• Text and format should be consistent: Font, size, and formatting should be consistent across screens. Some general recommendations include using Arial 9 for text and a bold larger font size for the main headers on screens.
  • Messages should be relevant: Pop-up messages should show up at setpoints. In these situations, your operator has to give feedback to the system (“yes” or “no” buttons), so keep messages short and simple.

Object Dynamics and Data Attributes

Object dynamics and data attributes relate to how operators can identify changes in the system.

Here’s how object dynamics and data attributes help your operators stay informed about the status of your system:

  • Object characteristics should change with related data points: For example, if a valve is open, it should have a different color than closed valves. Or if a tank is full, it should have a color that distinguishes it from empty tanks. Characteristics that could change include shape, size, color, and text.
  • Data attributes and the state of data points should be easy to tell: Your operators should be able to differentiate alarms by severity. This indicates how serious an issue is and if it needs immediate action.

Control Techniques and Administration

Control techniques and administration elements are important to guarantee that your processes run smoothly. If they don’t, you can take corrective actions from your HMI screen.

Here are the factors you should consider in having effective control and administration of your systems with HMI screens:

  • Control points: For starters, control points should have a reasonable size, so they can be accurately selected. Also, operators should be able to differentiate controllable points from non-controllable points. Best practices for this are to make sure control points are highlighted, have a border around them, and for the mouse pointer to change when hovering over them.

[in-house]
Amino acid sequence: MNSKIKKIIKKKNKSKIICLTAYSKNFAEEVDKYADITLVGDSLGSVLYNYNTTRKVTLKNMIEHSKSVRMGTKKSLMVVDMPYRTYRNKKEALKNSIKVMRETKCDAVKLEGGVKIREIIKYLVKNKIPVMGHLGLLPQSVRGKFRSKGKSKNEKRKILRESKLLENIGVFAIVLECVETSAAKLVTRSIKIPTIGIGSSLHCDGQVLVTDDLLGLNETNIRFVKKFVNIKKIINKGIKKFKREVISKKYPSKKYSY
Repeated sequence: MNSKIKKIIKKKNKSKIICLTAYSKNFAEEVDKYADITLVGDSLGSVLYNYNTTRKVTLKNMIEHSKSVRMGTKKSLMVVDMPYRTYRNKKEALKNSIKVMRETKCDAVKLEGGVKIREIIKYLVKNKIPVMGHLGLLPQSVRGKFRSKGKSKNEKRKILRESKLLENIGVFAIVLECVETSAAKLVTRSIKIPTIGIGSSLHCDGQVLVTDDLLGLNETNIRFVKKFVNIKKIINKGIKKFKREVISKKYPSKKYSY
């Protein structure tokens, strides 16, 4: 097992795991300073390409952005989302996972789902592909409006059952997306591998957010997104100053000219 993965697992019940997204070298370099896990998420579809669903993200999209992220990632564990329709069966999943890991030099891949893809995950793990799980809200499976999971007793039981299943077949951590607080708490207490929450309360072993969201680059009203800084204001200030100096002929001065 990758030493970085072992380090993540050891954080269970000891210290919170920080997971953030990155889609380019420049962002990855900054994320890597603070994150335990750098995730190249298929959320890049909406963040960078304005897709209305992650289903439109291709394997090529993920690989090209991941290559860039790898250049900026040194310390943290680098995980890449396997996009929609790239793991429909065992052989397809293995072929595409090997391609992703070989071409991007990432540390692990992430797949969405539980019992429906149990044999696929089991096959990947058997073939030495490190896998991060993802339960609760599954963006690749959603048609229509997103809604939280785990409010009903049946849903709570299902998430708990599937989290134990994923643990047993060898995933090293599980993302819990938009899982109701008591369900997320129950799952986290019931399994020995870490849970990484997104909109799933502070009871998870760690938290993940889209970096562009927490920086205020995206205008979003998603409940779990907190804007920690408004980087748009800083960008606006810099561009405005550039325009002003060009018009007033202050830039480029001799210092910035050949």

• Command execution: The screen should require two or more commands before a new value or instruction is set. Operators must ensure the value they want to enter is correct, reducing human error.
  • Error management: When there’s an error, a message should pop up. Examples of errors include incorrect and out of range values. The message should allow operators to cancel the command.
  • Administration: All your screens should follow a Management of Change (MOC) process. You should have documentation of all the changes made to your SCADA screens and provide training on these changes to your personnel.

Follow HMI Screen Best Practices

Implementing API 1165 makes a lot of sense when you understand why it helps promote the success of your operators. But even when you know all the rules, taking the first step towards implementation is difficult when analysis paralysis gets in the way.

If you want to learn the steps to effectively implement API 1165 RP in your SCADA system displays, go to part 3, How to implement API 1165 RP in your SCADA system, where we share a useful framework.

In the meantime, if you’re considering anything from migrating to a new SCADA system, implementing API 1165, or have a few specific questions, we’re here to help. Contact us at or fill out the form below.

Have API 1165 Questions?

If there’s a specific API 1165 project or question you’d like to discuss, contact us today.